Issuance of business permits, on which this tax is pegged, is a function of the county as demarcated under Part II of Schedule Four to the Kenyan Constitution. Most of the county governments have already enacted county legislation on trade licensing which issue guide on issuance of trade permits.

The third schedule to the ITA has been amended to provide the rate chargeable on presumptive tax to be an amount equal to 15% of the amount payable for a business permit or trade licence issued by a County Government, and it is the final tax. This means the amount chargeable tax is gross and no expenses are allowed. The turnover tax failed when the rate was 3%; how will this new tax have compliance when the rate is 15%?

However, just like it was for turnover tax, and just like other taxes such as residential rental income tax, a taxpayer is at liberty to opt out by making a notice in writing to the commissioner. By opting out, they would be expected to compute their taxes from business income from the normal way.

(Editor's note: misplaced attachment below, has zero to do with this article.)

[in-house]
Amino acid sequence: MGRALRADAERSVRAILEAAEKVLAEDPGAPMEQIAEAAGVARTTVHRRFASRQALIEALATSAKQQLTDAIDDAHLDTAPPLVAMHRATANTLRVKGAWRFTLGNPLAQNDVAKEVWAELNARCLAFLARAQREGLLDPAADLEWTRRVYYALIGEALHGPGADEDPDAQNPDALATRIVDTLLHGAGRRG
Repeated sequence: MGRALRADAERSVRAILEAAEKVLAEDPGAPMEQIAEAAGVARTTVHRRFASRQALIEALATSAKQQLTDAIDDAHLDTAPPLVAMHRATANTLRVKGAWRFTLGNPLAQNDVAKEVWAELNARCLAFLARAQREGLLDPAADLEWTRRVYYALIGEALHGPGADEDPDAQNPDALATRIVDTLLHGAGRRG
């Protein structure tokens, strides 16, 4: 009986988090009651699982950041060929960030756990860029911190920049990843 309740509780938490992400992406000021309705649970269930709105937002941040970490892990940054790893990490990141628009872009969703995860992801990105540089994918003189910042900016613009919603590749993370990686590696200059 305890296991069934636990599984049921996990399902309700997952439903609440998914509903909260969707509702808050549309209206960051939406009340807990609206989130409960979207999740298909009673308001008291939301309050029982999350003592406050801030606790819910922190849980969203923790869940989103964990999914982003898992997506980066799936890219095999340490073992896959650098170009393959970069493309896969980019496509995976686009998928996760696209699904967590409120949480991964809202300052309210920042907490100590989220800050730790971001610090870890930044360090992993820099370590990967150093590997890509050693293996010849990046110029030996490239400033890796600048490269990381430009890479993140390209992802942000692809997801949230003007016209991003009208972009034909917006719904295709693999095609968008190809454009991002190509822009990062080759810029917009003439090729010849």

The due date for payment of presumptive tax is at the time of payment for the business permit or trade license or renewal of the same. This is an odd provision, with unhealthy assumptions. As explained, issuance of trade permits is a mandate of the county governments.

There is nothing that compels county governments to issue permits that are in line with ordinary fiscal year, whereas a year of income for purpose of taxes is usually a period of 12 months. Some counties may elect to have business permits that lasts more than a year.